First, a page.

Since my brain surgeries, self-doubt has become a part of who I am, though I hide it well. Apparently, it is a common phenomenon among brain injury survivors. Many of us, who used to be independent and self-confident prior to our injury, become filled with doubt.

In my case, and I’m sure among many others, questioning whether I am malingering, I tend to overdo it. I often run myself into the ground, not wanting to inconvenience others or cause concern. I don’t want outsiders to think that I am lazy, or that I am not pulling my weight.

During my first year of recovery, I wondered whether I’d always be as damaged as I was, whether I’d ever return to “normal.” In particular, I was concerned that I would never regain my independence. Would I ever be able to earn a living? At first, certain that I wouldn’t be able to return to teaching, I thought to search for an alternate career. But in time, as I healed, feeling a glimmer of hope, I started to relearn arithmetic, then college algebra, and finally calculus.

Reaching a point where I felt I was as ready as could be, I went back to work. In retrospect, I’m not sure I was ready—I probably could have used another year without teaching. During my first year back, I felt that I was a total disaster as a teacher—I was disorganized, I was easily distracted, my explanations were lacking, and I was completely drained after each lecture. But in time, my teaching improved. In fact, within a couple of years, I realized that I’d become a better teacher than I used to be before the brain bleeds.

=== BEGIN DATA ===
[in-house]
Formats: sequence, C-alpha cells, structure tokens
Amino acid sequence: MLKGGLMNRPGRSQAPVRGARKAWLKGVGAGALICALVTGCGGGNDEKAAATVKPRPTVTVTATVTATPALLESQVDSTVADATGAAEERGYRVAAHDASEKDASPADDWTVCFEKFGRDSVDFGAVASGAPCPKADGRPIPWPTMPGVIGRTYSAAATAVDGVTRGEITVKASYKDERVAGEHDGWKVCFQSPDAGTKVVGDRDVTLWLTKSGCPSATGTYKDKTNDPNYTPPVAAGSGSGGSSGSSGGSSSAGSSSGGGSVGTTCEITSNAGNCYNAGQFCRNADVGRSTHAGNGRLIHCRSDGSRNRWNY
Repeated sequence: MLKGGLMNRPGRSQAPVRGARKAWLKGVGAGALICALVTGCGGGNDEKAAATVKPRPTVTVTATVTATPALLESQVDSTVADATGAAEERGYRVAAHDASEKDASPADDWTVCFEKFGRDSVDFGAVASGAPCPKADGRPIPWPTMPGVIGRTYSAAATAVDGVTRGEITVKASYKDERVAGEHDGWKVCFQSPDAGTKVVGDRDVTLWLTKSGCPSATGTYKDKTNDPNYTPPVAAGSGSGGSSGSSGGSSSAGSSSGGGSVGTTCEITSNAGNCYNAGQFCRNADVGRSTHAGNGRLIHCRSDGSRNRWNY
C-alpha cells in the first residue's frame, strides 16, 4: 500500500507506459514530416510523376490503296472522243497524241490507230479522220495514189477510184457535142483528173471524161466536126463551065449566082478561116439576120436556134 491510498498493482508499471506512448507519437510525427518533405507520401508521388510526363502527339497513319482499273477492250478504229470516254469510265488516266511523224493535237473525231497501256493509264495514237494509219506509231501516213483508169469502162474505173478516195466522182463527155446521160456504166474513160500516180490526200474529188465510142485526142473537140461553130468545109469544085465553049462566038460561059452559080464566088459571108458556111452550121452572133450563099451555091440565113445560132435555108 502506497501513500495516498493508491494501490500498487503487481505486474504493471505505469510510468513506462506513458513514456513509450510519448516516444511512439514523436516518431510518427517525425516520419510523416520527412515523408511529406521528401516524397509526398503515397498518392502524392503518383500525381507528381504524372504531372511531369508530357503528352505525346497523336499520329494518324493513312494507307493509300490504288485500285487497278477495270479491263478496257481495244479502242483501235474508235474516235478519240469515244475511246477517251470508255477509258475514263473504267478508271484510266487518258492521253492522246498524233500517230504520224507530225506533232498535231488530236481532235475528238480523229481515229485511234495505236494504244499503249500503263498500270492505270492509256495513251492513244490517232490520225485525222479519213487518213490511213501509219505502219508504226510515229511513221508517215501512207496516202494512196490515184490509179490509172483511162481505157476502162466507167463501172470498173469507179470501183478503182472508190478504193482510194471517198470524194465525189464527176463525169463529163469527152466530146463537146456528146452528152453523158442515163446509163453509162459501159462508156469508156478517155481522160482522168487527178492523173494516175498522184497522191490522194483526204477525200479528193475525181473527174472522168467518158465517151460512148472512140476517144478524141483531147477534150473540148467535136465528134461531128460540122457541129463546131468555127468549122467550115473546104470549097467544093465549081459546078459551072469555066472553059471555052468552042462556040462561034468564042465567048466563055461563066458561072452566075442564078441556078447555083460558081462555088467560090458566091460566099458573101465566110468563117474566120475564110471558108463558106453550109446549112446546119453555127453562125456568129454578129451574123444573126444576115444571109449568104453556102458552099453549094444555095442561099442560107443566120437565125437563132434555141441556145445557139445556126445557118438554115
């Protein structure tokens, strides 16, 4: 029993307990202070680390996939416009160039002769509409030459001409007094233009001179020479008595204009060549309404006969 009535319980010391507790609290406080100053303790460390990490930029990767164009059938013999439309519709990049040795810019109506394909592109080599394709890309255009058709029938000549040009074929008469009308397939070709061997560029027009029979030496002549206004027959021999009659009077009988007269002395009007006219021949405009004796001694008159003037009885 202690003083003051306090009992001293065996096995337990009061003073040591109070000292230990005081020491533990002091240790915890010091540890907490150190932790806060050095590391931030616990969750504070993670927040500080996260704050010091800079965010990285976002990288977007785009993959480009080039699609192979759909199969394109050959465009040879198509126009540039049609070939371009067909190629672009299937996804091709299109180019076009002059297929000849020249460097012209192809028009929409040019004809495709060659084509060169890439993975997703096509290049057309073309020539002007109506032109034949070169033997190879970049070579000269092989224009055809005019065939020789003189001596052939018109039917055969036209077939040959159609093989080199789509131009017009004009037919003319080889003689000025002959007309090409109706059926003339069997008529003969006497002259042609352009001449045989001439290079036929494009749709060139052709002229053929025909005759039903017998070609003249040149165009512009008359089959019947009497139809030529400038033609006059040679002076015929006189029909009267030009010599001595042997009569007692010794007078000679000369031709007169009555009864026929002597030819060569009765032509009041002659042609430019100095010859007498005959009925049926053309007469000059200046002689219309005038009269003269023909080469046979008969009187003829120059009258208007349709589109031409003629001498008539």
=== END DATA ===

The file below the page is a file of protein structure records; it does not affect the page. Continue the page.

Having had to relearn so much material, still having trouble with multi-step problems, I could better empathize with my students when they ran into difficulties with the material, and better able to address their issues. My teaching philosophy changed as well, instead on focusing on the material, I started focusing on the process, to help them hone their analytical thinking skills.

My life didn’t go back to “normal” in any sense of the word. Easily tired, I often suffer from debilitating fatigue. Headaches plague me, sometimes crippling me. And cognitively, I’m not the same, especially when I’m tired. I have trouble accessing vocabulary, I become easily distracted, and my thinking slows down. When exhausted, my brain sometimes switches off and my thinking comes to a halt—you can talk to me as much or as slow as you want, but I can’t absorb anything, let alone process it and respond accordingly.

I have missed a few meetings—I forgot about them, or the note I wrote to myself about it didn’t make sense, or marked the wrong time of day, or the wrong day, something the wrong week. Sometimes, to cancel appointments, because of crippling fatigue or a blinding headache. I

often have to forgo a much needed trip to the grocery store or the bank. Because of issues with epilepsy, I can no longer drive.

However, many of my difficulties have become mere inconveniences that I have to circumvent. In many ways, my life became fuller.

Better able to connect with people, my friendships have strengthened and I form deeper bonds. The environment in the classroom… is fabulous—I have so much more fun with my students. (Hence Fake Mustache Day and Balloon Day.)

I enjoy teaching so much more than I used to—I am much more passionate about it.

And then there’s writing—I can’t imagine my life without it. How did I live without it in the past?

I am more, not less, different, not deficient. Even though self-doubt is a frequent companion.